Now is also the time to plant food plots and native grass cover.
There are several options to choose from, and it all depends on your location and soil. Clover seems to be one of the best options because it is high in protein and has a good yield. There are several companies that will give you pointers. I like to use Real World wildlife products. They have several videos posted on YouTube about food plots, and Don does several seminars a year. If you don’t have access to equipment, they also make product for no-till plots. In that case, you usually just kill off vegetation, add some lime (depending on soil pH), broadcast seed, and hope for rain.
If you don’t own the land, you can ask the landowner about leaving a quarter acre of crop standing for you, if you’re willing to purchase the crop. This is a great option because it provides an established, well-cared-for food source. Soybeans will bring deer in from all over in the late season, and the crop can easily be disced under the following year. It’s a win for both parties, as long as the farmer is willing.
Finding a New Place
Spring is also a great time to seek out new places to hunt. I like to ask permission from the landowners for doing this in the spring, for a few different reasons. First, it gives me time to scout the area and to shed hunt. That gives you an idea of the bucks in the area and how the deer use it in the fall. If I’m allowed to look the land over, I’ll also place a few trail cameras around to start gathering information.
I also like to talk to landowners this time of year because in the fall, everyone is trying to get permission to use the spots. I like to be the first to ask and I let them know that I like to be prepared. I also offer to help the owners with any chores, such as picking up litter or cleaning up downed branches in the field. This not only helps nature but may give you the edge over someone else who just asks to hunt the property in the fall. The more places you have permission to hunt, the better chance you have to locate a trophy-class buck. Asking permission also has the benefit that it’s free for me to hunt there, which beats paying $2,000 dollars for a lease.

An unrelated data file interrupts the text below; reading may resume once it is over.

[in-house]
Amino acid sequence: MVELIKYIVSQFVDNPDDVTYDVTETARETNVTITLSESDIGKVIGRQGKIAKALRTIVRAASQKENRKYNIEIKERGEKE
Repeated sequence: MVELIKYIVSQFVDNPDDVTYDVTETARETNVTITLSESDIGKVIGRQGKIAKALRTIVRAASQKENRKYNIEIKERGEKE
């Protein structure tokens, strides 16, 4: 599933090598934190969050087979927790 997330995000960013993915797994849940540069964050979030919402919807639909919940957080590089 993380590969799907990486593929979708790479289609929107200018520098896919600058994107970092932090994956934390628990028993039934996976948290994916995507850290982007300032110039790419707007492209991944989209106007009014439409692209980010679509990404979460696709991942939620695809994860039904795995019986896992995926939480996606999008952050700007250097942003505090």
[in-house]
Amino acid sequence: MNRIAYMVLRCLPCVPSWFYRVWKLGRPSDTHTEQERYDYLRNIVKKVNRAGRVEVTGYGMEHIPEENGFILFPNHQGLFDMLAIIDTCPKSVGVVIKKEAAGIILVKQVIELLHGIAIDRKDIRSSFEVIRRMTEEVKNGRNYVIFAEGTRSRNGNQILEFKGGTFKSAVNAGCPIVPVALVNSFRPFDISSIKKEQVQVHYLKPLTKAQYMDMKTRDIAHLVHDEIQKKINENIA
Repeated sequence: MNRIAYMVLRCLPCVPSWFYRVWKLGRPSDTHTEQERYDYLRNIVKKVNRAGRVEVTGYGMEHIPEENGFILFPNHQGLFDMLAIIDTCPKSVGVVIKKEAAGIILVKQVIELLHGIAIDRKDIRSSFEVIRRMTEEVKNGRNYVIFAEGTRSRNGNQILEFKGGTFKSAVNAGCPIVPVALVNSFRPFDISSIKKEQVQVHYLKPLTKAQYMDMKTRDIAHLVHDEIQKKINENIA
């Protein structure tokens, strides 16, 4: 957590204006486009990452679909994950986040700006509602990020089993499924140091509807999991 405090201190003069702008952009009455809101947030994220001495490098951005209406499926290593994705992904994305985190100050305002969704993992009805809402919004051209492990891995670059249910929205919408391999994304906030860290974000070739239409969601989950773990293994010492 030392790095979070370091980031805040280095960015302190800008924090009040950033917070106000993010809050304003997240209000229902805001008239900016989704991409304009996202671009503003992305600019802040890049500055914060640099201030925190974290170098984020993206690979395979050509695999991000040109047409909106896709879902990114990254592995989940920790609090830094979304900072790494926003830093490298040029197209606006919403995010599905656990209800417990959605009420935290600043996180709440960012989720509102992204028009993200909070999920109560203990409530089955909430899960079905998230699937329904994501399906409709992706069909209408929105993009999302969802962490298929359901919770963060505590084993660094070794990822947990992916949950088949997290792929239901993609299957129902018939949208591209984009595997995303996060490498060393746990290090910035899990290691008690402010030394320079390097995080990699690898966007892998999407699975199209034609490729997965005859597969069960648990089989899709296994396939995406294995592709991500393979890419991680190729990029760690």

Getting New Gear
Lastly, I like to get my new gear in the spring. With the archery trade show at the start of the year, you get an idea of all the new gear that’s being released. If you get new gear in the spring, you may find it at a discounted price from the following season.
I have found tree stands at 50 percent off just because stores were trying to get rid of them. Last year, I got my tethrd phantom saddle set up then, and that gave me six solid months to learn about it. If you have never saddle- hunted before, there’s a lot to it at first, and it can be overwhelming. With the lead time I had, once the season came around, I was climbing trees and had trust in my gear.
I also make any changes to my bow at this time. This year, I’m going to go from a multi-pin site to a single pin HHA, and I’ll have all spring and summer to shoot. I shoot my bow a few evenings a week. I shoot 20, 30, 40, and 50 yards every time I shoot. I will shoot farther for fun, but I don’t like to take a shot past 40 yards. Practicing a few days a week makes that 30-yard shot in November seem like nothing (especially when buck fever sets in).
I hope you can include some of these ideas in your springtime activities. I know that can be a busy time in the outdoorsman’s world. Hunting trophy Whitetails is a year-round pursuit. Every little bit helps to wrap that tag around his antlers in the fall.